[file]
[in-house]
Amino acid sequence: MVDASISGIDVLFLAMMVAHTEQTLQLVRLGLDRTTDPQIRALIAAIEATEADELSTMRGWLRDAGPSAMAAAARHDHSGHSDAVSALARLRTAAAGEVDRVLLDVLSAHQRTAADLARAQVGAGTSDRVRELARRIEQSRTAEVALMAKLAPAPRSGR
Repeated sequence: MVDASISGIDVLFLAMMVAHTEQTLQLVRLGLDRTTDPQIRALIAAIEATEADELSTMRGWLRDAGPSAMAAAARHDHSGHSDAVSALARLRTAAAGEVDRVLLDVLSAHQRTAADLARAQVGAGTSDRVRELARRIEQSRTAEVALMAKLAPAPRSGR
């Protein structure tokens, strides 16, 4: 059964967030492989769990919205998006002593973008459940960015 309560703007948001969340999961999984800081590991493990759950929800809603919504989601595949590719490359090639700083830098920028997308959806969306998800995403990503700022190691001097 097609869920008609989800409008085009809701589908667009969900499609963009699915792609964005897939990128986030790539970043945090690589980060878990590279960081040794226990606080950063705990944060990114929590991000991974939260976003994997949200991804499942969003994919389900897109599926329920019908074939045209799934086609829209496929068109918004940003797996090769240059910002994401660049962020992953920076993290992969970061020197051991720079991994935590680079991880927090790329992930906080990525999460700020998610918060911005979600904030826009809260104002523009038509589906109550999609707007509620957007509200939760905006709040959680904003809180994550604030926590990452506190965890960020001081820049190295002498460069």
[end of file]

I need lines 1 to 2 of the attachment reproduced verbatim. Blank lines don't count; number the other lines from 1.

[in-house]
Amino acid sequence: MVDASISGIDVLFLAMMVAHTEQTLQLVRLGLDRTTDPQIRALIAAIEATEADELSTMRGWLRDAGPSAMAAAARHDHSGHSDAVSALARLRTAAAGEVDRVLLDVLSAHQRTAADLARAQVGAGTSDRVRELARRIEQSRTAEVALMAKLAPAPRSGR